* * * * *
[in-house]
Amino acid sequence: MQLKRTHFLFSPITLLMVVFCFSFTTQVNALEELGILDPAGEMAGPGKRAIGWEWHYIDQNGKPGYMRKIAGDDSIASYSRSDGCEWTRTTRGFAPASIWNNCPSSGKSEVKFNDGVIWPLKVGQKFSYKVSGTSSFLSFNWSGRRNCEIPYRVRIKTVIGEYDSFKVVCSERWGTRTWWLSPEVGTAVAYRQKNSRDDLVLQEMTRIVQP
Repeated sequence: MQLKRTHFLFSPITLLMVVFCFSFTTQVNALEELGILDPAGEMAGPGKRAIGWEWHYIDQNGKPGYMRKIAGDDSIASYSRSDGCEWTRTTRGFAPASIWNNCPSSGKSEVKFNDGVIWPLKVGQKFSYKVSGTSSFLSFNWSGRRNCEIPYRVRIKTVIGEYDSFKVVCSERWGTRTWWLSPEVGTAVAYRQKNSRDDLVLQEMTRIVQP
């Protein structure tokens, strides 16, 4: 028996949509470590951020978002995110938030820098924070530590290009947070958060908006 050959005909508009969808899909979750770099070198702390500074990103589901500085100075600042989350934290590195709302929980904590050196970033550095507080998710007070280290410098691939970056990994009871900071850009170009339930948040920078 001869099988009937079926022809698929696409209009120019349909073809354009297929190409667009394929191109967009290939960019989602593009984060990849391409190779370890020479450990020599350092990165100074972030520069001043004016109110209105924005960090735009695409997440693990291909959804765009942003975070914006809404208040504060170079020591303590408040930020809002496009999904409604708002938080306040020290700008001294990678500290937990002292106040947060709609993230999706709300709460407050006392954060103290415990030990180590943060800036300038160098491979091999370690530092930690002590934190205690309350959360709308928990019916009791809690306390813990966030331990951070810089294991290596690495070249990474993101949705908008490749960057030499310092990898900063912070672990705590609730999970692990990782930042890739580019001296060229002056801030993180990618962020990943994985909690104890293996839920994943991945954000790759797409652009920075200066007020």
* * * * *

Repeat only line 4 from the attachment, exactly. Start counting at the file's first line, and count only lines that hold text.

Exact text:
């Protein structure tokens, strides 16, 4: 028996949509470590951020978002995110938030820098924070530590290009947070958060908006 050959005909508009969808899909979750770099070198702390500074990103589901500085100075600042989350934290590195709302929980904590050196970033550095507080998710007070280290410098691939970056990994009871900071850009170009339930948040920078 001869099988009937079926022809698929696409209009120019349909073809354009297929190409667009394929191109967009290939960019989602593009984060990849391409190779370890020479450990020599350092990165100074972030520069001043004016109110209105924005960090735009695409997440693990291909959804765009942003975070914006809404208040504060170079020591303590408040930020809002496009999904409604708002938080306040020290700008001294990678500290937990002292106040947060709609993230999706709300709460407050006392954060103290415990030990180590943060800036300038160098491979091999370690530092930690002590934190205690309350959360709308928990019916009791809690306390813990966030331990951070810089294991290596690495070249990474993101949705908008490749960057030499310092990898900063912070672990705590609730999970692990990782930042890739580019001296060229002056801030993180990618962020990943994985909690104890293996839920994943991945954000790759797409652009920075200066007020």